Most Universities In M’sia Only Chase Rankings And Recognition

This is supported by a lack of impactful research that resonates with society.
Today, universities are more than just places to learn; they’re symbols of academic achievement. They serve as the gateway to obtaining degrees and acquiring knowledge in various fields.

However, recent observations suggest that many universities, particularly those in Islamic countries like Malaysia, are grappling with a crisis of identity and purpose.

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Class room
For illustration purposes only. Photo via Canva

According to Prof. Dr. Syed Muhammad Khairudin Al-Junied, a Senior Lecturer at the National University of Singapore (NUS), there is a growing concern that universities are losing their essence in producing distinguished scholars.

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This sentiment is echoed by a noticeable lack of impactful research and studies being published, failing to resonate with society at large.

What universities are really focused on these days

Syed muhammad khairudin al-junied
Photo via Word Press/Dr Khairudin Aljunied

Prof. Syed Muhammad Khairudin points out a big problem: universities are changing their focus.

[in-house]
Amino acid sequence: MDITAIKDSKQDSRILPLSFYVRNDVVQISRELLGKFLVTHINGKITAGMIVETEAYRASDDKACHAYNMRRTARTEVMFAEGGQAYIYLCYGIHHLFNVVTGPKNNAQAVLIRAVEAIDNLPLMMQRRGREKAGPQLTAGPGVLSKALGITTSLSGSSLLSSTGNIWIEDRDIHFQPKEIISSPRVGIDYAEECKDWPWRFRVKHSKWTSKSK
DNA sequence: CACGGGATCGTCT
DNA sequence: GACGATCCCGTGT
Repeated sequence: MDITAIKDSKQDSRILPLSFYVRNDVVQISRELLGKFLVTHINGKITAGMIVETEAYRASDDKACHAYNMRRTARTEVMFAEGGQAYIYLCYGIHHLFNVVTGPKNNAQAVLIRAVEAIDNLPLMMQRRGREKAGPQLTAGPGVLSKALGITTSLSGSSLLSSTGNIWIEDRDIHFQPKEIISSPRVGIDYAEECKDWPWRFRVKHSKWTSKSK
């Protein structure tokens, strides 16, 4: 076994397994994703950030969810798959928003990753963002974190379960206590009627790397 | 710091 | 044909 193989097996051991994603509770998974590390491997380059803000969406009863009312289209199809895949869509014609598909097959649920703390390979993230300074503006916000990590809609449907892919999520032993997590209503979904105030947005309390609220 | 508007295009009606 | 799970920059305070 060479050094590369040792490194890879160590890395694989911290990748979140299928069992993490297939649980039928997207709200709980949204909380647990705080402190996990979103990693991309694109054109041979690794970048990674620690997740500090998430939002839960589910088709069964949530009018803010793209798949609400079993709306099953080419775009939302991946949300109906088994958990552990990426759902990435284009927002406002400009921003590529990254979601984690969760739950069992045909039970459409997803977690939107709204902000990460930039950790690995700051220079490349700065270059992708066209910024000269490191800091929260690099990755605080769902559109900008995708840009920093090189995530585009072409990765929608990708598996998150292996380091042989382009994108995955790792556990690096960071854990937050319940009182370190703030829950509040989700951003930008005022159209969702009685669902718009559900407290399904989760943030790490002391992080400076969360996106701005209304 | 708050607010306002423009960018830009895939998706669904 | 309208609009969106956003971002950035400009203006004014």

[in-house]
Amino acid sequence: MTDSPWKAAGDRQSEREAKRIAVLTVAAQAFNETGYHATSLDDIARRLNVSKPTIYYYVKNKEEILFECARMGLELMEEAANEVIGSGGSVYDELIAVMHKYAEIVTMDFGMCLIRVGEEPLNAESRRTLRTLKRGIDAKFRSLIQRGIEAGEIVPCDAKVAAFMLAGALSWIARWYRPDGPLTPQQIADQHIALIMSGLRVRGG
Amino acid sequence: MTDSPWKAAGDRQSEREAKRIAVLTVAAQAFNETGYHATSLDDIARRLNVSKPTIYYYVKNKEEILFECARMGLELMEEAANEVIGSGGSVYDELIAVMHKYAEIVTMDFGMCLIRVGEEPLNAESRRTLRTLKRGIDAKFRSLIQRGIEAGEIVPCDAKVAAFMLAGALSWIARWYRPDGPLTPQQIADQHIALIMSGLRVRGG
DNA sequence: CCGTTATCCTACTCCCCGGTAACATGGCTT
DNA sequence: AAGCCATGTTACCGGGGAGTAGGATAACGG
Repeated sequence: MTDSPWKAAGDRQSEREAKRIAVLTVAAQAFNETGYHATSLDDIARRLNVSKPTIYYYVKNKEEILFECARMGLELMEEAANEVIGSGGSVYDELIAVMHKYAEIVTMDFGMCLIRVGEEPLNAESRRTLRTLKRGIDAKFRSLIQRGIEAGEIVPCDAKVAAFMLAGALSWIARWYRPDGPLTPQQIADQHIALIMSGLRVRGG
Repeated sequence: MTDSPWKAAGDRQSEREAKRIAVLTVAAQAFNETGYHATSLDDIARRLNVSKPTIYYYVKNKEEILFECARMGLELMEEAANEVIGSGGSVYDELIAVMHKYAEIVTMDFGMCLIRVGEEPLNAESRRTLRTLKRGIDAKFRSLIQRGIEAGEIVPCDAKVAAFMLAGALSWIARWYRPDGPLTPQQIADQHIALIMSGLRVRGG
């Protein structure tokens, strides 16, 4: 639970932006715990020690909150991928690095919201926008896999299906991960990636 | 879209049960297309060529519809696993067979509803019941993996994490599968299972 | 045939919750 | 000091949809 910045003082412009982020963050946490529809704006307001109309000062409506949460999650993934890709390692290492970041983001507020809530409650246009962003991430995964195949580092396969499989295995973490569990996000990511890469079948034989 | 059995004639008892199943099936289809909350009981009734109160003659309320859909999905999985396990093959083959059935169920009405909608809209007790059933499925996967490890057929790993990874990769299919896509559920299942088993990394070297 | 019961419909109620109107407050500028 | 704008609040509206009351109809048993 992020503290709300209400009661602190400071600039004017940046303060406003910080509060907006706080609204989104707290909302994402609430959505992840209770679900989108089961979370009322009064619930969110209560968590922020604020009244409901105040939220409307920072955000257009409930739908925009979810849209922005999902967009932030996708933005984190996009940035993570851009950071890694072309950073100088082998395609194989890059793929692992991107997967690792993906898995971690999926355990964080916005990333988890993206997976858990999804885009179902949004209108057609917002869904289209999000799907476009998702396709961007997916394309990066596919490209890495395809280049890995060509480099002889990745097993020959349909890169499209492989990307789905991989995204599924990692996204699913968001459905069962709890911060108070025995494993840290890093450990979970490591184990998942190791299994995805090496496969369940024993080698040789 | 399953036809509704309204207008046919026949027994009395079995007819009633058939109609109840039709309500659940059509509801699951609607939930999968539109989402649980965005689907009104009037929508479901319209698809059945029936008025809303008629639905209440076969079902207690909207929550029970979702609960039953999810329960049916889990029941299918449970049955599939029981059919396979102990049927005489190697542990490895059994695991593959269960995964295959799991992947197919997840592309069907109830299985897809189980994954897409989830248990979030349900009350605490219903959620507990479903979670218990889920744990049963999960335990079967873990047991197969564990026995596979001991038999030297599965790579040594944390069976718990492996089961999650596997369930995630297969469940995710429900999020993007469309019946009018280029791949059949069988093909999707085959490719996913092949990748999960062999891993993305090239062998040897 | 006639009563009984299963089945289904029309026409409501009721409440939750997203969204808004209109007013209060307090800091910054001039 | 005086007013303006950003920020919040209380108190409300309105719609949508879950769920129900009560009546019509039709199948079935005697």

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Instead of focusing on overall growth and education, many are more interested in personal or group goals. This shift is hurting the sense of togetherness in university communities, as everyone rushes to climb higher in rankings and get noticed.

“The connections between universities and communities are getting weaker because everyone’s focused on getting higher rankings,” he said in a quote from Berita Harian.

This doesn’t just hurt education

Prof. Syed Muhammad Khairudin warns that this change is causing problems beyond just academics.

He says that knowledge, which should light the way for us, is getting mixed up in politics and personal interests. This doesn’t just hurt education—it also keeps society from moving forward by holding people back.

Prof. Syed Muhammad Khairudin says we need to be practical about fixing these problems. He thinks both governments and universities need to work together.

The government needs to take pragmatic steps in helping local universities return to their original role as institutions that produce scholars,” he concluded.

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